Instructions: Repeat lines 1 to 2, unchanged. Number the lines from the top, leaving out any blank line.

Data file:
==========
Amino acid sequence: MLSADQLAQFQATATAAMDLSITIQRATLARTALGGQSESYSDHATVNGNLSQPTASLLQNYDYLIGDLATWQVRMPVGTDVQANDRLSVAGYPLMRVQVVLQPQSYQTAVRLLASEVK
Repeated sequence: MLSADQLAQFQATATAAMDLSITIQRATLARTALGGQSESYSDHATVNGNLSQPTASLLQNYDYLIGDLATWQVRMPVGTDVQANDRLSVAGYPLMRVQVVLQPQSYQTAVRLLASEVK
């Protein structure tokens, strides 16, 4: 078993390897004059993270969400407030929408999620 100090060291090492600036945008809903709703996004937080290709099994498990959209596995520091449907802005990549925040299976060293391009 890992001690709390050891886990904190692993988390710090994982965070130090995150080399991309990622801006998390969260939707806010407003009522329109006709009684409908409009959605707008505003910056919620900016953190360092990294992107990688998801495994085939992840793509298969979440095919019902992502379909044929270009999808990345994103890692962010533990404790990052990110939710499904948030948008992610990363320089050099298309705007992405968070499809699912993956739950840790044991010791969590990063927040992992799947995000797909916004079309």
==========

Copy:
Amino acid sequence: MLSADQLAQFQATATAAMDLSITIQRATLARTALGGQSESYSDHATVNGNLSQPTASLLQNYDYLIGDLATWQVRMPVGTDVQANDRLSVAGYPLMRVQVVLQPQSYQTAVRLLASEVK
Repeated sequence: MLSADQLAQFQATATAAMDLSITIQRATLARTALGGQSESYSDHATVNGNLSQPTASLLQNYDYLIGDLATWQVRMPVGTDVQANDRLSVAGYPLMRVQVVLQPQSYQTAVRLLASEVK